The girl strangles the boy with her bare hands and stares into the camera. Her murderous eyes penetrate right through the photographer as her victim’s tongue hangs out of the side of his mouth. All framed by the darkness and shadows of the forest.
This could be a still from one of Friedrich Wilhelm Murnau’s films. A sparkling German expressionist, a symphony of horror with the angst-ridden face of Nosferatu about to come into the frame of the image. And yet, it is a photograph taken by my granny when she was a 14-year old girl and had just received a Vest Pocket Kodak for her Saint’s Day. It was the lightest camera on the market and the favourite of the allied soldiers during that summer of 1917 in the trenches.
Her name was Anita Figueras. She was born and died in Sabadell (1903-1985). During her teenage years she would use this camera and an aesthetic intuition surprising in someone so young to capture images from the bourgeois world that surrounded her: swimming in the sea at Biarritz, flights in a light aircraft over Alicante or motor racing at the Terramar racetrack near Sitges. But not only that. With the cooperation of her young friends she would also capture the disconcerting side of existence: delirious images combined with dark and absurd humour – also surprising in someone so young.
This first murder we can call Where in hell will I find you? Because it is the photographic negative of the mythical image Where in heaven will I find you? that the pictorialist photographer Joan Vilatobà had taken ten years previously. Vilatobà was a close friend of the young girl’s father, a splendid painter.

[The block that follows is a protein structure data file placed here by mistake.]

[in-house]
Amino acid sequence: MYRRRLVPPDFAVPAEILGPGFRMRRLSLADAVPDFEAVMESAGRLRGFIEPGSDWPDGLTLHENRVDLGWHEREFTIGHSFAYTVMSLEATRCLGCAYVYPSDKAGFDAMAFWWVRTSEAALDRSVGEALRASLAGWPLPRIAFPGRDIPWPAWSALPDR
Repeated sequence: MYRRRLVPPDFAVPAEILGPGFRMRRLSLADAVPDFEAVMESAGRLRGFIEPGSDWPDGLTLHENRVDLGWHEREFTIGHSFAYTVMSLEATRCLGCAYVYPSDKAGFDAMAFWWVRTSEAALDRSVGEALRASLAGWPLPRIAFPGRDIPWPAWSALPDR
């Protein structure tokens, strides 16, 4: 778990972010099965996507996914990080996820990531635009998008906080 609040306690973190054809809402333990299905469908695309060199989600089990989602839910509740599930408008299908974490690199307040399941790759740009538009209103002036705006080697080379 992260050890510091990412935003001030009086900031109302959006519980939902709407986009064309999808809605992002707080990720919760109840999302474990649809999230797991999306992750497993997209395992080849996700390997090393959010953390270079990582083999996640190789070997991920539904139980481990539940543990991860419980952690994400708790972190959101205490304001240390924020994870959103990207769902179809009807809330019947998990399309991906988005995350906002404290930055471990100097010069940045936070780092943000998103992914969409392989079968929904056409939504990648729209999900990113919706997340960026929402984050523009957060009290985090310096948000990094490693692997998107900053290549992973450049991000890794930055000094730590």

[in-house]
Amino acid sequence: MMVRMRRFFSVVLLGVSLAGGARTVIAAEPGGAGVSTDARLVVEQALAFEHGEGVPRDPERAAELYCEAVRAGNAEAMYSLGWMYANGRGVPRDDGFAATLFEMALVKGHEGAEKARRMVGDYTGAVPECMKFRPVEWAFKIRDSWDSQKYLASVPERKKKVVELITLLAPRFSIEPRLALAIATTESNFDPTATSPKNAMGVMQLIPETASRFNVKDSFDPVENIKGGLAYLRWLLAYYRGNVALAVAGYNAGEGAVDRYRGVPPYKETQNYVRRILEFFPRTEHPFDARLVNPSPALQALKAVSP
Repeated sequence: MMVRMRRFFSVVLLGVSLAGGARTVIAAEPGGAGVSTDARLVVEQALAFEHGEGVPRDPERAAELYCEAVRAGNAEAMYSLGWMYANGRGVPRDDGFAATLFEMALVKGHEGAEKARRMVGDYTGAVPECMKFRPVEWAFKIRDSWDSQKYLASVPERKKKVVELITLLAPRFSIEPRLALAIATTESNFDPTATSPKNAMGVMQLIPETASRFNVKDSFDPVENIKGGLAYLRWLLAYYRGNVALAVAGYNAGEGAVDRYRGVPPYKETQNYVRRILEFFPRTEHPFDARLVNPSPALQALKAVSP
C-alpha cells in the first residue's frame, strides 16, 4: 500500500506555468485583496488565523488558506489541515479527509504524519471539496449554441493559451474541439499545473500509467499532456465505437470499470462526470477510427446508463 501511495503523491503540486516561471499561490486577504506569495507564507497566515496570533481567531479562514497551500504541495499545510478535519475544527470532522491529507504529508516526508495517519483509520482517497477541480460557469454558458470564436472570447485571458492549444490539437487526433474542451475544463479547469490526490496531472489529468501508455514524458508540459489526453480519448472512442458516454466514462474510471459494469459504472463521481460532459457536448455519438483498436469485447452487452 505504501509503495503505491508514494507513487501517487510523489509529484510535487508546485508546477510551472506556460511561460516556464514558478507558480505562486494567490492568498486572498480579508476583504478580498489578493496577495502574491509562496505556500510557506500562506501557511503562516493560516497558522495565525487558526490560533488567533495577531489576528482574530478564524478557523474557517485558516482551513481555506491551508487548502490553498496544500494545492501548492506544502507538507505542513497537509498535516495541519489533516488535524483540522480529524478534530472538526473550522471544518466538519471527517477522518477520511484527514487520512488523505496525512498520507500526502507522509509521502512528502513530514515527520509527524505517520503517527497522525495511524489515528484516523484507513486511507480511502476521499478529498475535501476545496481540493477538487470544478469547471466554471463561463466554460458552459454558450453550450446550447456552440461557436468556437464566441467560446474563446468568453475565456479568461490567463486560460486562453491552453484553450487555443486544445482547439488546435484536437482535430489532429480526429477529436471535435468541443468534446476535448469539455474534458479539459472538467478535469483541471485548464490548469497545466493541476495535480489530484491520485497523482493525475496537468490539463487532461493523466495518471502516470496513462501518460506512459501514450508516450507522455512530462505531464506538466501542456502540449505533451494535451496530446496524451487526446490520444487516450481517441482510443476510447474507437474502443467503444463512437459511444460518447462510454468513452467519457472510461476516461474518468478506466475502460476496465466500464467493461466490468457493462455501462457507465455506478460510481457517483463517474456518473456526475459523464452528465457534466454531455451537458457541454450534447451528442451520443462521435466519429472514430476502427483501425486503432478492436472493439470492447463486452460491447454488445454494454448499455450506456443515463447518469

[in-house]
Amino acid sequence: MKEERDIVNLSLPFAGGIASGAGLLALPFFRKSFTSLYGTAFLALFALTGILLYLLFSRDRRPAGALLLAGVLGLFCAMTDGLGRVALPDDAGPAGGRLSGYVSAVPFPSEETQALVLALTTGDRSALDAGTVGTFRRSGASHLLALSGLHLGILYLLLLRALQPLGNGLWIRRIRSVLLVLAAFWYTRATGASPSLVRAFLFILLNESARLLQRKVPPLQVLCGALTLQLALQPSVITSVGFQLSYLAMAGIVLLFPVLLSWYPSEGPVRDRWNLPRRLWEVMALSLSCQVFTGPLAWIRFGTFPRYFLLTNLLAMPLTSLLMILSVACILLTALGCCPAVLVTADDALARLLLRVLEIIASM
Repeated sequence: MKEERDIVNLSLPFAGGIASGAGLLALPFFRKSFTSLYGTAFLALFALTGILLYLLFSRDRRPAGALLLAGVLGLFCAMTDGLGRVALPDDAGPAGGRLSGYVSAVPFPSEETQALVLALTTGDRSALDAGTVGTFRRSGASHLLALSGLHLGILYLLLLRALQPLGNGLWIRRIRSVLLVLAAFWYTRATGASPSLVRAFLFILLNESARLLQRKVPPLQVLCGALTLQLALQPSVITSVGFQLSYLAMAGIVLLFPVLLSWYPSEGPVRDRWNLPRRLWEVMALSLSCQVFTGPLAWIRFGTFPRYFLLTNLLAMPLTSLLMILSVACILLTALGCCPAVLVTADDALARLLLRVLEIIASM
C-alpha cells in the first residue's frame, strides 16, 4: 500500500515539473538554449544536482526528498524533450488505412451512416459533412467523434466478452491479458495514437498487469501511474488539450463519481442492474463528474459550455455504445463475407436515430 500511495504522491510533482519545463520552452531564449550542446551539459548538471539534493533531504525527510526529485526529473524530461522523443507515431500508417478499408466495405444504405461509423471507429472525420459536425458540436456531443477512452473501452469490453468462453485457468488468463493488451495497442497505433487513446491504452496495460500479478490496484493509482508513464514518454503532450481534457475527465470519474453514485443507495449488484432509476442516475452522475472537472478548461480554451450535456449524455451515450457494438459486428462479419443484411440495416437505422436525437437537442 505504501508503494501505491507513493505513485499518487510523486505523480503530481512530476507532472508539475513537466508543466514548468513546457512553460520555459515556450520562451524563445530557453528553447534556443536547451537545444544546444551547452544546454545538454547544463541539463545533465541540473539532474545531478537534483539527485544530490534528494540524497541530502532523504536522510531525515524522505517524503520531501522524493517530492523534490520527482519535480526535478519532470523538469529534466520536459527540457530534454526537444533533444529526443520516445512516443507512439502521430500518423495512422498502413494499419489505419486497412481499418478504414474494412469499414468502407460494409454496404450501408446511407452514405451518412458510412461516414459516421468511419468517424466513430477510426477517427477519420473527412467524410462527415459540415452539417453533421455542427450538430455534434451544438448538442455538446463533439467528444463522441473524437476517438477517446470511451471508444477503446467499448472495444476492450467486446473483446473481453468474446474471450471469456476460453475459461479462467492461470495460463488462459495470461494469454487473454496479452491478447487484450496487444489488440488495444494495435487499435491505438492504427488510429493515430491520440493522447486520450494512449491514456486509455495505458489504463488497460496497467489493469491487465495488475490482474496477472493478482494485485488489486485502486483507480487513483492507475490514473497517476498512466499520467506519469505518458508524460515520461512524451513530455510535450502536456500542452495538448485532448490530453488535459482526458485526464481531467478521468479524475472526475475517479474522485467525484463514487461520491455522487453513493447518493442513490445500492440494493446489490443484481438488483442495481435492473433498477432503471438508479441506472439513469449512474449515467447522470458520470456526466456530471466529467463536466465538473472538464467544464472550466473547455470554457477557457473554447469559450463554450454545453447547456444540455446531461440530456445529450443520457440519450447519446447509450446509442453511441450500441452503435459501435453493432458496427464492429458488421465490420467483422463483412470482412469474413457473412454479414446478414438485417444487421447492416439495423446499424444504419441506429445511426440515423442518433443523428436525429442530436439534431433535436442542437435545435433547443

In another photograph (she chose the scene and the position of the camera) it is my granny who kills another girl with an imaginary knife and a look of extreme pleasure. And then there is the scene where she allows herself to be pushed by two boys over the edge of a waterfall – height imagined. Or when she captures herself holding the camera in front of the darkness of a mirror. Or when she makes a portrait of a friend on the beach – I think it was Joan Oliver – with a peg in his hair: possibly the first punk photograph in history.
And in another photograph, this time stereoscopic, she describes the pain of modernity: somebody run over by a motor car. When you look at the image in three dimensions, the victim looks about to be decapitated by the tyre of the car.
These photographs are prior and contemporary to the first years of the ‘Colla de Sabadell’ group which, with unknowing Dadaism, turned absurd, dark and corrosive humour into an essential capital of twentieth century Catalan literature. My granny ended up photographing Joan Oliver and his brothers in unnatural positions: lined up with their backs to the camera carrying brooms and watering cans or messing around on the beach.
The Sabadell bourgeoisie practiced black humor in privacy.
The guide tells us that between the First World War and the Civil War, the ‘Colla’ used this humour against the conservative and self-complacent city of Sabadell. But like any reductionist view of class, that is not quite how it was. The only thing they did was to make a public and sublime show of that dark, absurd and corrosive humour, so typical of Sabadell, which all the residents, whether factory owners or workers, consumed in private. The humour that the city practiced and that my granny photographed: racing car wheels crushing necks, pre-punk hairstyles and painful strangulations.
The most dark and ironic of all is that nowadays this great stamp of the city has also been strangled by its own inhabitants.